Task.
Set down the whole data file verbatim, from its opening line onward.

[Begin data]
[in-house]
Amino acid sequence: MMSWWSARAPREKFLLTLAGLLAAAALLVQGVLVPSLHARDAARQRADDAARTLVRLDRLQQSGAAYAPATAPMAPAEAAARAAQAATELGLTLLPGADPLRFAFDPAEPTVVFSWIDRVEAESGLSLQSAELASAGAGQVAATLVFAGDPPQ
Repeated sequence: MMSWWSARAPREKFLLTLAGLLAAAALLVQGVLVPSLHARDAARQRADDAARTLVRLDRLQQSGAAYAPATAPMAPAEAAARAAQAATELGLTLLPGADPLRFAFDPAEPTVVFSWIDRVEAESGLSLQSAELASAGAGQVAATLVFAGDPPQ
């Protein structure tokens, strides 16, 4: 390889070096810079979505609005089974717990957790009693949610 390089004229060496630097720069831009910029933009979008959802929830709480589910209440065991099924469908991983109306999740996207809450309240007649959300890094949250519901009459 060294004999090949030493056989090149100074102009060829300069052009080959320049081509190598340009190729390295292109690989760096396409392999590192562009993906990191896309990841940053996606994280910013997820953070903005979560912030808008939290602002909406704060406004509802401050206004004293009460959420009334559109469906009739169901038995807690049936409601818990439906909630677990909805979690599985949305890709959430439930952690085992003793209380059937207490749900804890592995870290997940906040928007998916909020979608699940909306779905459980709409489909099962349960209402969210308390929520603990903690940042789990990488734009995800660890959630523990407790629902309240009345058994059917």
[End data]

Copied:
[in-house]
Amino acid sequence: MMSWWSARAPREKFLLTLAGLLAAAALLVQGVLVPSLHARDAARQRADDAARTLVRLDRLQQSGAAYAPATAPMAPAEAAARAAQAATELGLTLLPGADPLRFAFDPAEPTVVFSWIDRVEAESGLSLQSAELASAGAGQVAATLVFAGDPPQ
Repeated sequence: MMSWWSARAPREKFLLTLAGLLAAAALLVQGVLVPSLHARDAARQRADDAARTLVRLDRLQQSGAAYAPATAPMAPAEAAARAAQAATELGLTLLPGADPLRFAFDPAEPTVVFSWIDRVEAESGLSLQSAELASAGAGQVAATLVFAGDPPQ
């Protein structure tokens, strides 16, 4: 390889070096810079979505609005089974717990957790009693949610 390089004229060496630097720069831009910029933009979008959802929830709480589910209440065991099924469908991983109306999740996207809450309240007649959300890094949250519901009459 060294004999090949030493056989090149100074102009060829300069052009080959320049081509190598340009190729390295292109690989760096396409392999590192562009993906990191896309990841940053996606994280910013997820953070903005979560912030808008939290602002909406704060406004509802401050206004004293009460959420009334559109469906009739169901038995807690049936409601818990439906909630677990909805979690599985949305890709959430439930952690085992003793209380059937207490749900804890592995870290997940906040928007998916909020979608699940909306779905459980709409489909099962349960209402969210308390929520603990903690940042789990990488734009995800660890959630523990407790629902309240009345058994059917």